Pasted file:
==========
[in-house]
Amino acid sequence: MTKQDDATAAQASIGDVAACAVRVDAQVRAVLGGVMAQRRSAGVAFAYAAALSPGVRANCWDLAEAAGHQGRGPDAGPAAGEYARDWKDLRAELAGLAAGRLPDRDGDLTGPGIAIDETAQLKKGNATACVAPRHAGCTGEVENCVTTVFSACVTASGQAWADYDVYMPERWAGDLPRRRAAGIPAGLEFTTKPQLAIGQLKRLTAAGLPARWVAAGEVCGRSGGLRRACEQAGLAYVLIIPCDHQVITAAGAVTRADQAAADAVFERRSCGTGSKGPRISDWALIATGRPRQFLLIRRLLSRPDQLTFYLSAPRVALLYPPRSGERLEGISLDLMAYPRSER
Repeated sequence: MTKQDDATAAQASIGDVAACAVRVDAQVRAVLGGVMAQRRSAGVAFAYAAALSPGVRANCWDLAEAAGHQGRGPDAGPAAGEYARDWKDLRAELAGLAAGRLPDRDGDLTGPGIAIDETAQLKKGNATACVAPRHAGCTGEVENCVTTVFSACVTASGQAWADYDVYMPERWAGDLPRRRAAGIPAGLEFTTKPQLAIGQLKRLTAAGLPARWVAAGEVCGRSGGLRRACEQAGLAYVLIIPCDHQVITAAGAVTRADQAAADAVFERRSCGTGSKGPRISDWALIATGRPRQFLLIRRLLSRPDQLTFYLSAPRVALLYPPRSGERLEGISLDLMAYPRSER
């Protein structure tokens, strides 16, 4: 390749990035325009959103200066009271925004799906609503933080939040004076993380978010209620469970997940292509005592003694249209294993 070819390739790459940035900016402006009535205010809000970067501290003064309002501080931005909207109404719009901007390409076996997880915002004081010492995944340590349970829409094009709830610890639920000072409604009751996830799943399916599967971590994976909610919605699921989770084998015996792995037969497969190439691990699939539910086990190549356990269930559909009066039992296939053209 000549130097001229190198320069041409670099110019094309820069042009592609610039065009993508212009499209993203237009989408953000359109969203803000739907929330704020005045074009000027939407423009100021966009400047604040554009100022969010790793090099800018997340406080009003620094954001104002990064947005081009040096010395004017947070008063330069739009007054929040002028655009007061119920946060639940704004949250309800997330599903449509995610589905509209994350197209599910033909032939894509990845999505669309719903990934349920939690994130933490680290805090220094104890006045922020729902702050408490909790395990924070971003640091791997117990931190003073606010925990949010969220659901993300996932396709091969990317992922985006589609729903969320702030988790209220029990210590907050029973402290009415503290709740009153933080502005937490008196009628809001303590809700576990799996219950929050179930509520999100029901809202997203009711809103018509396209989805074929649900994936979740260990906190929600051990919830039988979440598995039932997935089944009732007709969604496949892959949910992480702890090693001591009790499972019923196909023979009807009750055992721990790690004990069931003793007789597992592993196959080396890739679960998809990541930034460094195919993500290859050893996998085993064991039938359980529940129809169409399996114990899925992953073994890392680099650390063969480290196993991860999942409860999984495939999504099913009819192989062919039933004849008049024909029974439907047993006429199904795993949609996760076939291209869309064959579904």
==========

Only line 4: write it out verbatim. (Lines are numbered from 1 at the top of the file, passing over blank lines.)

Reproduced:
């Protein structure tokens, strides 16, 4: 390749990035325009959103200066009271925004799906609503933080939040004076993380978010209620469970997940292509005592003694249209294993 070819390739790459940035900016402006009535205010809000970067501290003064309002501080931005909207109404719009901007390409076996997880915002004081010492995944340590349970829409094009709830610890639920000072409604009751996830799943399916599967971590994976909610919605699921989770084998015996792995037969497969190439691990699939539910086990190549356990269930559909009066039992296939053209 000549130097001229190198320069041409670099110019094309820069042009592609610039065009993508212009499209993203237009989408953000359109969203803000739907929330704020005045074009000027939407423009100021966009400047604040554009100022969010790793090099800018997340406080009003620094954001104002990064947005081009040096010395004017947070008063330069739009007054929040002028655009007061119920946060639940704004949250309800997330599903449509995610589905509209994350197209599910033909032939894509990845999505669309719903990934349920939690994130933490680290805090220094104890006045922020729902702050408490909790395990924070971003640091791997117990931190003073606010925990949010969220659901993300996932396709091969990317992922985006589609729903969320702030988790209220029990210590907050029973402290009415503290709740009153933080502005937490008196009628809001303590809700576990799996219950929050179930509520999100029901809202997203009711809103018509396209989805074929649900994936979740260990906190929600051990919830039988979440598995039932997935089944009732007709969604496949892959949910992480702890090693001591009790499972019923196909023979009807009750055992721990790690004990069931003793007789597992592993196959080396890739679960998809990541930034460094195919993500290859050893996998085993064991039938359980529940129809169409399996114990899925992953073994890392680099650390063969480290196993991860999942409860999984495939999504099913009819192989062919039933004849008049024909029974439907047993006429199904795993949609996760076939291209869309064959579904």